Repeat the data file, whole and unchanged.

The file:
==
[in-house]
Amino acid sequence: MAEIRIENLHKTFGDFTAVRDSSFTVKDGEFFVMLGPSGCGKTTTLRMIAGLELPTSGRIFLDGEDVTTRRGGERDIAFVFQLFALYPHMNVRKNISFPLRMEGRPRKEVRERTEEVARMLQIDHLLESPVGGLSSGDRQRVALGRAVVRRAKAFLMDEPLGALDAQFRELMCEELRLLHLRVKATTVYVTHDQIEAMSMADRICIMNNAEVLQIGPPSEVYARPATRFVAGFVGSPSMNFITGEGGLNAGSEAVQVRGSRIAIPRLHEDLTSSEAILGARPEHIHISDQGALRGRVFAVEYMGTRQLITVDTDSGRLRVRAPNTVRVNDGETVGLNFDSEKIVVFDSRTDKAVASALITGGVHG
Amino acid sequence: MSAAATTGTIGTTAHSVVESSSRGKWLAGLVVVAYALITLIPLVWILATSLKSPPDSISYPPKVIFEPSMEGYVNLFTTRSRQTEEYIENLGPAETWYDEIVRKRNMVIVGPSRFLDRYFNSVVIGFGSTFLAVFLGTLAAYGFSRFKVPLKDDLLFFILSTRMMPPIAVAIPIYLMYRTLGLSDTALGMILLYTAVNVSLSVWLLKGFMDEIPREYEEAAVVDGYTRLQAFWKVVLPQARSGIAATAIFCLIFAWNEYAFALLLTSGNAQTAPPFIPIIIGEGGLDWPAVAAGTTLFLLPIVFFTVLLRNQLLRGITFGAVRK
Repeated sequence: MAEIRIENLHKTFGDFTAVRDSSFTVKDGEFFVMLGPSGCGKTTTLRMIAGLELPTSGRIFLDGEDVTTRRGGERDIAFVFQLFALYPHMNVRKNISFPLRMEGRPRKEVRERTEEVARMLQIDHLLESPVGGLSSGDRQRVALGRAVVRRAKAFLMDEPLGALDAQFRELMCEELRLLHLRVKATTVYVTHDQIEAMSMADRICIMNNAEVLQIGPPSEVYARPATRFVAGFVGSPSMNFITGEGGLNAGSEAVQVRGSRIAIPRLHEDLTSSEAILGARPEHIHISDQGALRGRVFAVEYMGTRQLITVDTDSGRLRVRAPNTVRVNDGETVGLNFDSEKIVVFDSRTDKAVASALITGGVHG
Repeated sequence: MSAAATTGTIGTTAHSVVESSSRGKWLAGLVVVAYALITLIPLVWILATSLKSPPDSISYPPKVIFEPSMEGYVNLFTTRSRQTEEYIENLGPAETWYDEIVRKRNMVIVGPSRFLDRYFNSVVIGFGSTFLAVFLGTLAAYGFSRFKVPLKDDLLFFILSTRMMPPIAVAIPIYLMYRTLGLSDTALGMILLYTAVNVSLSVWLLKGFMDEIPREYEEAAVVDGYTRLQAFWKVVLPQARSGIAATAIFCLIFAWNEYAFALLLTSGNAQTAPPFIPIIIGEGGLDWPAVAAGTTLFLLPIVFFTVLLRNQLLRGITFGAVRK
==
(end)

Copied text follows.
[in-house]
Amino acid sequence: MAEIRIENLHKTFGDFTAVRDSSFTVKDGEFFVMLGPSGCGKTTTLRMIAGLELPTSGRIFLDGEDVTTRRGGERDIAFVFQLFALYPHMNVRKNISFPLRMEGRPRKEVRERTEEVARMLQIDHLLESPVGGLSSGDRQRVALGRAVVRRAKAFLMDEPLGALDAQFRELMCEELRLLHLRVKATTVYVTHDQIEAMSMADRICIMNNAEVLQIGPPSEVYARPATRFVAGFVGSPSMNFITGEGGLNAGSEAVQVRGSRIAIPRLHEDLTSSEAILGARPEHIHISDQGALRGRVFAVEYMGTRQLITVDTDSGRLRVRAPNTVRVNDGETVGLNFDSEKIVVFDSRTDKAVASALITGGVHG
Amino acid sequence: MSAAATTGTIGTTAHSVVESSSRGKWLAGLVVVAYALITLIPLVWILATSLKSPPDSISYPPKVIFEPSMEGYVNLFTTRSRQTEEYIENLGPAETWYDEIVRKRNMVIVGPSRFLDRYFNSVVIGFGSTFLAVFLGTLAAYGFSRFKVPLKDDLLFFILSTRMMPPIAVAIPIYLMYRTLGLSDTALGMILLYTAVNVSLSVWLLKGFMDEIPREYEEAAVVDGYTRLQAFWKVVLPQARSGIAATAIFCLIFAWNEYAFALLLTSGNAQTAPPFIPIIIGEGGLDWPAVAAGTTLFLLPIVFFTVLLRNQLLRGITFGAVRK
Repeated sequence: MAEIRIENLHKTFGDFTAVRDSSFTVKDGEFFVMLGPSGCGKTTTLRMIAGLELPTSGRIFLDGEDVTTRRGGERDIAFVFQLFALYPHMNVRKNISFPLRMEGRPRKEVRERTEEVARMLQIDHLLESPVGGLSSGDRQRVALGRAVVRRAKAFLMDEPLGALDAQFRELMCEELRLLHLRVKATTVYVTHDQIEAMSMADRICIMNNAEVLQIGPPSEVYARPATRFVAGFVGSPSMNFITGEGGLNAGSEAVQVRGSRIAIPRLHEDLTSSEAILGARPEHIHISDQGALRGRVFAVEYMGTRQLITVDTDSGRLRVRAPNTVRVNDGETVGLNFDSEKIVVFDSRTDKAVASALITGGVHG
Repeated sequence: MSAAATTGTIGTTAHSVVESSSRGKWLAGLVVVAYALITLIPLVWILATSLKSPPDSISYPPKVIFEPSMEGYVNLFTTRSRQTEEYIENLGPAETWYDEIVRKRNMVIVGPSRFLDRYFNSVVIGFGSTFLAVFLGTLAAYGFSRFKVPLKDDLLFFILSTRMMPPIAVAIPIYLMYRTLGLSDTALGMILLYTAVNVSLSVWLLKGFMDEIPREYEEAAVVDGYTRLQAFWKVVLPQARSGIAATAIFCLIFAWNEYAFALLLTSGNAQTAPPFIPIIIGEGGLDWPAVAAGTTLFLLPIVFFTVLLRNQLLRGITFGAVRK